Blog

Start the new decade with a challenge! This megaquiz will test your knowledge of all the quizzes we wrote in 2018. The questions are randomly selected, so if you want more questions, you can just reload the page. Or head back to our 2019 megaquiz!

Results

Congratulations! you are a real science whiz!

Oh dear! better brush up before the next quiz!

#1. Sound travels faster in water than air.

True. Sound travels faster in water than in air.

#2. Which of these Australian animals is not considered endangered?

The eastern grey kangaroo is the only animal listed that is not considered endangered.

#3. What is the pollinator of the rare Canberra spider orchid?

The Canberra spider orchid is pollinated by a wasp. The species of wasp is still undescribed and doesn’t yet have a name.

#4. Aedes aegypti is one of the deadliest animals on Earth, but what is it?

Aedes aegypti is a mosquito species that can spread dengue fever, chikungunya, Zika virus, Mayaro and yellow fever.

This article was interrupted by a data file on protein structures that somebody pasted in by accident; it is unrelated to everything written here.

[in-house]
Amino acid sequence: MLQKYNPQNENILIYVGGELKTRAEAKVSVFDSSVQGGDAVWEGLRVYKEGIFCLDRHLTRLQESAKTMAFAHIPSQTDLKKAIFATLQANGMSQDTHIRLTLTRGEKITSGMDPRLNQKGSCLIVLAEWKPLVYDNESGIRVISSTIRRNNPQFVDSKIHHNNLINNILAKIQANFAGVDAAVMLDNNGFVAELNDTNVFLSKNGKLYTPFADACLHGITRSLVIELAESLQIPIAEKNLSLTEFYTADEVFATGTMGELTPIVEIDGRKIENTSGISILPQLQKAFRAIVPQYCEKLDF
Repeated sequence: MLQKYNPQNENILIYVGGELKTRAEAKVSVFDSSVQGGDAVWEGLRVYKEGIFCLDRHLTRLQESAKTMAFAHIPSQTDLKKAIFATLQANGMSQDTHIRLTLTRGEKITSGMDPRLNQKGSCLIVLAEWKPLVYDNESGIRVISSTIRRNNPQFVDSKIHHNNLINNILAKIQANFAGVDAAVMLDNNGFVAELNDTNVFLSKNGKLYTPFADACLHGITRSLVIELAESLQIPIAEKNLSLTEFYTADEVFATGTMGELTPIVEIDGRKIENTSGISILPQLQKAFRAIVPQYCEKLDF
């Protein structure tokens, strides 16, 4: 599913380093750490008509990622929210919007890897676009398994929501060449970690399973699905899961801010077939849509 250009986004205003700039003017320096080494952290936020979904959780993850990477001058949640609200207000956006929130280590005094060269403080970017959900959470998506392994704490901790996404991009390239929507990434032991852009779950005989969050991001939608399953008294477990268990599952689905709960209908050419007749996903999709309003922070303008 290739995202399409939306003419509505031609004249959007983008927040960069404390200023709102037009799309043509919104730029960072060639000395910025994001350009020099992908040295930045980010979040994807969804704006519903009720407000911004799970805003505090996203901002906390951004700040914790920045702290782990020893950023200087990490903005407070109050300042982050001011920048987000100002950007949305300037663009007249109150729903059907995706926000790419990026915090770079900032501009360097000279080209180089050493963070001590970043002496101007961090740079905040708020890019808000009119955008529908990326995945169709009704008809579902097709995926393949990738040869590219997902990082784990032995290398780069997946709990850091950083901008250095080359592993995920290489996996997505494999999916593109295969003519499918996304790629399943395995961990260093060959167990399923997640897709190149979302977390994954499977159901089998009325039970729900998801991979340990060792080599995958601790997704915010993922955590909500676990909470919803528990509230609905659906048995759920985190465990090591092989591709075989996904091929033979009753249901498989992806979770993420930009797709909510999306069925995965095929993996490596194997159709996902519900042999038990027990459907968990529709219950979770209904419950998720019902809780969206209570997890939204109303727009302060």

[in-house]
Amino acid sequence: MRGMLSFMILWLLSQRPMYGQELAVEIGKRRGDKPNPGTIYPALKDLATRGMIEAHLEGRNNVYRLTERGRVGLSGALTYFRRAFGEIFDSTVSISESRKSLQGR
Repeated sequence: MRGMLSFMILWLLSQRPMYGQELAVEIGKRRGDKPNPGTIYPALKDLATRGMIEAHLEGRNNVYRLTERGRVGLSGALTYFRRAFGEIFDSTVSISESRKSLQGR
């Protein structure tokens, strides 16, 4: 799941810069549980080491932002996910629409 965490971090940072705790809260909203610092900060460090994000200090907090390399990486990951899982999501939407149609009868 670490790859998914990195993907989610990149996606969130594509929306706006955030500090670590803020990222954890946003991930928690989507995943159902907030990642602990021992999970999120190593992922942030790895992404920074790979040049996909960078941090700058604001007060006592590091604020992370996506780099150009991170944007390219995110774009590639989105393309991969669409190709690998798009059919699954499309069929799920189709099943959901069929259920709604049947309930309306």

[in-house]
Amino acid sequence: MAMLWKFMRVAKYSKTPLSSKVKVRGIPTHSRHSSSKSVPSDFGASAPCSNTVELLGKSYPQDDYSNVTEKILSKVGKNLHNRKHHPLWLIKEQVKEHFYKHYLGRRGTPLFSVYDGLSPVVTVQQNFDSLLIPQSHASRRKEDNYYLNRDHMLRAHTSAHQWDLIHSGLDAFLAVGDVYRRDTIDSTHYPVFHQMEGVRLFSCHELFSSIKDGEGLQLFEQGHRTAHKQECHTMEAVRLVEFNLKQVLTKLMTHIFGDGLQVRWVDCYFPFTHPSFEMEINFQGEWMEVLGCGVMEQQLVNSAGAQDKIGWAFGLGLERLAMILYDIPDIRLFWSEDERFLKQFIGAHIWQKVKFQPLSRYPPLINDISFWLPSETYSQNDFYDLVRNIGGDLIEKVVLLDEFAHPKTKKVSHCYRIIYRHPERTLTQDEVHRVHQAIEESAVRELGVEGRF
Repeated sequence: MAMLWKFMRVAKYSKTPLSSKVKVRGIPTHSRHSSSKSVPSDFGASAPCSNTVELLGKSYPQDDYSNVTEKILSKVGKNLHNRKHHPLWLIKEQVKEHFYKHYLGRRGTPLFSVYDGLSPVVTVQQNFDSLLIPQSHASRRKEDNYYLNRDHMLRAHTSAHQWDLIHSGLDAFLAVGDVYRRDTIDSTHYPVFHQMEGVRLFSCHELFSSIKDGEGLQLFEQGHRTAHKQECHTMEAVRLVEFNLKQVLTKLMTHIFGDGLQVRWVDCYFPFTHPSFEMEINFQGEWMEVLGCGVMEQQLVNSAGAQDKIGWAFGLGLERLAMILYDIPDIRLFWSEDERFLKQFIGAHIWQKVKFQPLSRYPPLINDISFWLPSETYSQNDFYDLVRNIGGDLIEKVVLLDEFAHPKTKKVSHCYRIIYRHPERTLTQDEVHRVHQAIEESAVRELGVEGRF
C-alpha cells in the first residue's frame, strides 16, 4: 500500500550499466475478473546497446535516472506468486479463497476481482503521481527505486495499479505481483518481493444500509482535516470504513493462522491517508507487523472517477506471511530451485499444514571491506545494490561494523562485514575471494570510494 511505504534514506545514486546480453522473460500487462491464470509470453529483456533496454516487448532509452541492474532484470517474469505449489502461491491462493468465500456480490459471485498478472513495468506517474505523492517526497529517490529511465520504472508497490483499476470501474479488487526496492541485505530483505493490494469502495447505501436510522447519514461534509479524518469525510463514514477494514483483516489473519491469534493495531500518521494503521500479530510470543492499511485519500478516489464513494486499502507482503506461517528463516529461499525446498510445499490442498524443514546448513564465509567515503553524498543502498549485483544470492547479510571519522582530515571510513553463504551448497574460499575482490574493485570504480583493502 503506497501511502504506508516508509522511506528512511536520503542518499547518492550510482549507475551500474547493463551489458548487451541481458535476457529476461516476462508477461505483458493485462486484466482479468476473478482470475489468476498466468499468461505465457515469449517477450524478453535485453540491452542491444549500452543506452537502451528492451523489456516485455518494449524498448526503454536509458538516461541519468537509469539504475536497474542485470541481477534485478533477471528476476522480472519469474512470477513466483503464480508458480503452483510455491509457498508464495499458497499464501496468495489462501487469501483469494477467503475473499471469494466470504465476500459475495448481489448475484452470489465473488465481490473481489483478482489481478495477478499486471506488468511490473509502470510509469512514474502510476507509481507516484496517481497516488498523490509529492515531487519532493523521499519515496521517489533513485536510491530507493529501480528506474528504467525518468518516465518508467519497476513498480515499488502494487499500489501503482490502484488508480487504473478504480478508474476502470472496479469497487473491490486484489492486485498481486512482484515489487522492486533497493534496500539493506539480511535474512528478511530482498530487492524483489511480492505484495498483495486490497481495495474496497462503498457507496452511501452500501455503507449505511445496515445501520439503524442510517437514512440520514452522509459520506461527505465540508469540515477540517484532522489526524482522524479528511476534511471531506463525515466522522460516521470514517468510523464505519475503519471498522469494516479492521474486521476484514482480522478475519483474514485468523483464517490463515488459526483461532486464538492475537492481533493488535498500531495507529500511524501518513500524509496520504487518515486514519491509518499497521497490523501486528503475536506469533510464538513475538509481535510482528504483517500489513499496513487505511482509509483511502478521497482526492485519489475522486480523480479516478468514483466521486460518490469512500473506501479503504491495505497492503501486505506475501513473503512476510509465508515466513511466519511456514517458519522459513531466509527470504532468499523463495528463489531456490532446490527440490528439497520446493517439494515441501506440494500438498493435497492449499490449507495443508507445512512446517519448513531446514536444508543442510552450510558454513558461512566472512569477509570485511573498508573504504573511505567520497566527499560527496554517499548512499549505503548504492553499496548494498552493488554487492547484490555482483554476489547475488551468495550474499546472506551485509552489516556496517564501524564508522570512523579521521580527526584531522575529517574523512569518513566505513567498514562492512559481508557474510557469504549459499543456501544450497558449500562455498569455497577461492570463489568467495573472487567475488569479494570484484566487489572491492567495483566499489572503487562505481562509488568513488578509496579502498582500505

#5. How many gigabytes are there in a petabyte?

There are 1000 gigabytes in a terabyte, and 1000 terabytes in a petabyte.

#6. How wide is the Milky Way galaxy?

The Milky Way is approximately 100 000 light years across. That means it takes about 100 000 years for light to travel from one side of the galaxy to the other.

#7. What is made at the Australian Synchrotron?

The Australian Synchrotron makes short bursts of very bright light, which are used to look inside everything from rocks to human tissue.

#8. What is a peachick?

A peachick is a young peacock or peahen.

#9. What’s the most abundant gas in Earth’s atmosphere?

About 78% of Earth’s atmosphere, by volume, is nitrogen gas.

#10. How many legs does a silverfish have?

Silverfish are insects, so they have six legs.

Was I right?

If you’re after more fun science for kids, subscribe to Double Helix magazine!

 

Black lightning bolt in purple circle

Categories:

Tags:

Leave a Reply

Your email address will not be published. Required fields are marked *

This site uses Akismet to reduce spam. Learn how your comment data is processed.

By posting a comment you are agreeing to the Double Helix commenting guidelines.

Why choose the Double Helix magazine for your students?

Perfect for ages 8 – 14

Developed by experienced editors

Engaging and motivating

*84% of readers are more interested in science

Engaging students voice